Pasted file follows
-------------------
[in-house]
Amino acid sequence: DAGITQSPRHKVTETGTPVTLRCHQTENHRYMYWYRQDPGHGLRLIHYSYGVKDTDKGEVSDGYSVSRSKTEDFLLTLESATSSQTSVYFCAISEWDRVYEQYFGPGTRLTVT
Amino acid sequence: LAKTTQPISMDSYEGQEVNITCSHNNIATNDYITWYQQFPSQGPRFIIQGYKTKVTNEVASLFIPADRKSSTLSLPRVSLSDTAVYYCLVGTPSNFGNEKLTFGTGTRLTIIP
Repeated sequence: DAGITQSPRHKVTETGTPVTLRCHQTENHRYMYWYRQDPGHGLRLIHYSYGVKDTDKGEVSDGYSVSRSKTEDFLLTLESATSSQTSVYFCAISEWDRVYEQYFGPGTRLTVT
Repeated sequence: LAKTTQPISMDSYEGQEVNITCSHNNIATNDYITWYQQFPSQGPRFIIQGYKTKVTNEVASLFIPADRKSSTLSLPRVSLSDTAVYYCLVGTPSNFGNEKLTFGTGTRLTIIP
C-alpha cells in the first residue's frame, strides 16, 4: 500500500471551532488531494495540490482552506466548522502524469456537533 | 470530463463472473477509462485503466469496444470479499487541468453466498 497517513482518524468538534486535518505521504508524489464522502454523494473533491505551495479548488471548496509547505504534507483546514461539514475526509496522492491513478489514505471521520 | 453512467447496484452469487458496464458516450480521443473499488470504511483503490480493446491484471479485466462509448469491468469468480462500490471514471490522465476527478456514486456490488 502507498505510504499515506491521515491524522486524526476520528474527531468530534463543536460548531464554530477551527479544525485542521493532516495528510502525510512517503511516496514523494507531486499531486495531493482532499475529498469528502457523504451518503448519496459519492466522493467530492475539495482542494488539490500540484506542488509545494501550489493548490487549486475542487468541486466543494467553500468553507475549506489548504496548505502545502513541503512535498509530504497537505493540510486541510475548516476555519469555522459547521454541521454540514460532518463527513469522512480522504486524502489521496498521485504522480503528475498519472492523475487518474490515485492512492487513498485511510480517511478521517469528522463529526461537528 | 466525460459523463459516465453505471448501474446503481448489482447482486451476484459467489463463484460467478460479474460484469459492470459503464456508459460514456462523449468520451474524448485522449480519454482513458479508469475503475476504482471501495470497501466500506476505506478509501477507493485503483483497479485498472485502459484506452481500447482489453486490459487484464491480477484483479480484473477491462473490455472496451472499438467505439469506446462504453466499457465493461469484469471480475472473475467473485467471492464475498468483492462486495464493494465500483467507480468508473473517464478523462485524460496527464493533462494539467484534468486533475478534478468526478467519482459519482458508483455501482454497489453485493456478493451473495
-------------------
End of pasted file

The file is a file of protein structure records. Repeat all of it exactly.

[in-house]
Amino acid sequence: DAGITQSPRHKVTETGTPVTLRCHQTENHRYMYWYRQDPGHGLRLIHYSYGVKDTDKGEVSDGYSVSRSKTEDFLLTLESATSSQTSVYFCAISEWDRVYEQYFGPGTRLTVT
Amino acid sequence: LAKTTQPISMDSYEGQEVNITCSHNNIATNDYITWYQQFPSQGPRFIIQGYKTKVTNEVASLFIPADRKSSTLSLPRVSLSDTAVYYCLVGTPSNFGNEKLTFGTGTRLTIIP
Repeated sequence: DAGITQSPRHKVTETGTPVTLRCHQTENHRYMYWYRQDPGHGLRLIHYSYGVKDTDKGEVSDGYSVSRSKTEDFLLTLESATSSQTSVYFCAISEWDRVYEQYFGPGTRLTVT
Repeated sequence: LAKTTQPISMDSYEGQEVNITCSHNNIATNDYITWYQQFPSQGPRFIIQGYKTKVTNEVASLFIPADRKSSTLSLPRVSLSDTAVYYCLVGTPSNFGNEKLTFGTGTRLTIIP
C-alpha cells in the first residue's frame, strides 16, 4: 500500500471551532488531494495540490482552506466548522502524469456537533 | 470530463463472473477509462485503466469496444470479499487541468453466498 497517513482518524468538534486535518505521504508524489464522502454523494473533491505551495479548488471548496509547505504534507483546514461539514475526509496522492491513478489514505471521520 | 453512467447496484452469487458496464458516450480521443473499488470504511483503490480493446491484471479485466462509448469491468469468480462500490471514471490522465476527478456514486456490488 502507498505510504499515506491521515491524522486524526476520528474527531468530534463543536460548531464554530477551527479544525485542521493532516495528510502525510512517503511516496514523494507531486499531486495531493482532499475529498469528502457523504451518503448519496459519492466522493467530492475539495482542494488539490500540484506542488509545494501550489493548490487549486475542487468541486466543494467553500468553507475549506489548504496548505502545502513541503512535498509530504497537505493540510486541510475548516476555519469555522459547521454541521454540514460532518463527513469522512480522504486524502489521496498521485504522480503528475498519472492523475487518474490515485492512492487513498485511510480517511478521517469528522463529526461537528 | 466525460459523463459516465453505471448501474446503481448489482447482486451476484459467489463463484460467478460479474460484469459492470459503464456508459460514456462523449468520451474524448485522449480519454482513458479508469475503475476504482471501495470497501466500506476505506478509501477507493485503483483497479485498472485502459484506452481500447482489453486490459487484464491480477484483479480484473477491462473490455472496451472499438467505439469506446462504453466499457465493461469484469471480475472473475467473485467471492464475498468483492462486495464493494465500483467507480468508473473517464478523462485524460496527464493533462494539467484534468486533475478534478468526478467519482459519482458508483455501482454497489453485493456478493451473495